India needs an economic vision

Chandrababu Naidu’s ire is not unjustified as he raked up the issue of the cancellation of orders on projects relating to trunk infrastructure, built over 34,000 acre that he had managed to obtain from farmers under land pooling.

The Andhra Pradesh Government had readied a plan to develop over 54,000 acre of land pooled for the construction of the capital city at Amaravati. Its master plan, consisting of nine theme cities and 27 townships in 217 sq km, aimed to connect Amaravati with six neighbouring towns, including Vijayawada and Guntur. Cement prices have fallen by 40 per cent from levels in April 2019. Lulu Group, too, has decided to cancel its plan to invest Rs.22 billion in Andhra Pradesh after its land allotment was cancelled. It is estimated that projects valued at nearly300 billion have been put on hold, affecting the order book position of NCC, L&T and GMR, among others.

Sacrificing economic goals to notch political points is the most regressive and unfortunate step that India can ill-afford. Uddhav Thackeray, the new Maharashtra Chief Minister, also wants to re-examine the metro-rail project. Hopefully, he has a timeline for this re-examination process. He could very well look at accelerating the Rs. 140 billion Coastal Road Project, which has suffered a setback owing to the quashing of its environment clearance by the High Court. The project pipeline is already at its lowest in 14 years and private investment is at its lowest in 16 years. According to CMIE, revised estimates for 2018-19 show that new investment proposals declined by over 19 per cent compared to the new investment proposals made in 2017-18. This has been the fourth consecutive year of decline in new investment proposals. Even the best performing sector, roads, has seen a completion of construction of only 4,622 km by end September against its target of 12,000 km for the year. Crisil estimated that India needs infrastructure spending of2.35 trillion over the next decade, from 2021 till 2030, to be supported by an average GDP growth of 7.5 per cent and infrastructure spending of above 6 per cent of GDP. States will have to contribute close to half this infra outlay, or 110-125 trillion. States already account for 41 per cent of the overall infrastructure spending of77 trillion, including public and private spending in this decade. Five sectors – transport, irrigation, energy, urban and housing, and water and sanitation – accounted for two-thirds of states’ spending so far. However, with state finances under stress, capex plans have been hit. Populist measures and unproductive expenditure on the revenue account has depleted the ability of state governments to continue to drive the capex cycle. Value of new state government projects saw a 75 per cent decline from a year ago in the June-ended quarter of 2019, and is the lowest in 15 years.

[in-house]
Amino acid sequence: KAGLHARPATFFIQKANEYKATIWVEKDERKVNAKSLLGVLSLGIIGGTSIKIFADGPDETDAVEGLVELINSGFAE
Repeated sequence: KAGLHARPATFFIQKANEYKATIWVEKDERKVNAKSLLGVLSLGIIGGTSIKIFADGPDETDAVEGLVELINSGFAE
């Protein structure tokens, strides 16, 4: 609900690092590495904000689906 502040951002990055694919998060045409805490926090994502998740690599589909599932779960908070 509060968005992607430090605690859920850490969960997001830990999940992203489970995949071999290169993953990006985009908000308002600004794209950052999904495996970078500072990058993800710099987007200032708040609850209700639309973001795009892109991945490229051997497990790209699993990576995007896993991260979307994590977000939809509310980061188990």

The National Infrastructure Pipeline announced to build up a Rs. 10 trillion investment in infrastructure over the next five years is to include greenfield and brownfield projects costing above 1 billion each. The task force, headed by the Department of Economic Affairs (DEA) secretary, was to submit its report on the pipeline for 2019-20 by October 31, 2019 and on the indicative pipeline for 2021-25 by December 31, 2019. How the government can fund all these ambitious plans seems to be the trillion-dollar question.

On the brighter side, as we close this year with trepidation, the government is frantically looking for solutions when it is in between elections and keeps announcing some positive measures. But an integrated economic vision seems to be clearly missing.

After having secured India’s position as a software power, we have only been able to make a significant progress in pharmaceuticals and automobiles. Why not engineering, tourism and defence, be areas where we can also impact foreign exchange earnings positively? Tourism, for one, has tremendous scope for employment, construction and PPPS and dovetails well with our Bharatmala, UDAN, smart cities, AMRUT and Bharatnet plans. The PM needs to outline an economic vision for India for the next 25 years so we can gear up for global supremacy in five other sectors.
Wishing you a happy and growth-oriented year in 2020!